Monday, December 08, 2008

My Online Eyeballs

I'm a huge fan of Fred Wilson. Have been from the first time I ever read his words.

Lately, he's wrote a little something on an area that I generally ignore but had been catching my eye. Specifically, this post was about the challenges and opportunities with online advertising.

Most of the time, I tend to put my energy into learning about and understanding other areas of technology or trends, but lately I've become more interested. This is mostly because I have friends that work in various segments of advertising and those specializing in the online space have had interesting things to say.

One of the great things about Fred is that no matter whether I agree or not, he brings up the salient and pivotal points of the subject matter with precision and elegance. This is how I would want to write if I could write the way I want. Witness:

Analog and digital, it turns out, are polar opposites. Analog has physical costs which lead to scarcity driven business models. Digital has zero marginal cost (or near zero) which leads to ubiquity driven business models.
- from Trading Analog Dollars For Digital Pennies by Fred Wilson

The remainder of the article is a succinct primer proving once again that smart people are in fact out in the world, kicking ass and taking names. And then there are geniuses who take the time to write about it for the rest of us.

What struck me in this discussion is not the conclusion (in any logical progression that's typically the boring part), it was how subtly he separates two behemoths that are often deemed inseparable and treated as such. Too often, I find myself in the discussion with an educated person who is waving theirs hands about the effort it will take to "move more of our advertising to the web". Or some such nonsense. They fail to understand that the basic economics, motivators, and operating principles for digital consumers is completely different. When I listen to a "marketing person" talk about how a platform will have "captive eyeballs" or "impressions" I realize immediately I am talking to someone who doesn't get it.

This was made real in conversation with a buddy of mine recently about some time after Wii Music hit the stores. His introductory comment:
I own a Wii. I love music. How did I not know about this?
Hmm, lets think about this. When I consider his lifestyle it is like many of my friends. He uses Firefox with ad-blocking software, watches tv only online and usually just via netflix streaming, listens to pandora or online music, works from home/coffee shops, and doesn't drive. No wonder it slipped under his radar.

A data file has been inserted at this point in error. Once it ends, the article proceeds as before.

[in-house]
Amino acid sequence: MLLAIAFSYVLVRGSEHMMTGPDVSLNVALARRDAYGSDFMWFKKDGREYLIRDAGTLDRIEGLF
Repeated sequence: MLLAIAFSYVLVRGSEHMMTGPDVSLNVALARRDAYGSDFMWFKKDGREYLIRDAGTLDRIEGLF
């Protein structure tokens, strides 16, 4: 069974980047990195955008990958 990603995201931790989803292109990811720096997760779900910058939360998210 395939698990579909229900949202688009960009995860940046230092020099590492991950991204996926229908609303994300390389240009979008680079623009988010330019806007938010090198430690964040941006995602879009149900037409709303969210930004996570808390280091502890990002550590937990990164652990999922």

If you want to get his attention (or mine, or most of my friends) you need to leverage the things we do care about and the media we do invest in. Simply running ads on blogs won't find a growing hoard of us. Put that information IN that same blog and then we'll be all over it.

Monday, December 01, 2008

And...I'm Safe.

It's good to know that according to the big analyst firms, the key areas I'm focused on are going to continue to be the top spending areas in this down-turned economy.

InfoWorld reported in an article here, about the findings of several big IT analysis firms what are supposed to be the top 5 spending priorities for the next year. Not surprisingly, cloud computing and business optimization were up there.

When the economy isn't doing well, I often get the question about how my business is doing. The great thing about helping companies do business better is that tough times are great motivator in the way that years of plenty are not. Simply put, if they are making lots of money anyway, it's hard to get people to focus on the costs involved. When they aren't making money so easily, all of sudden they are very interested in what things cost.

You can apply this to your own life too. Are you in feast or famine? Should you be making hay while the sun shines, or playing frisbee? Having billable work is no excuse to put off training, writing, and exercise.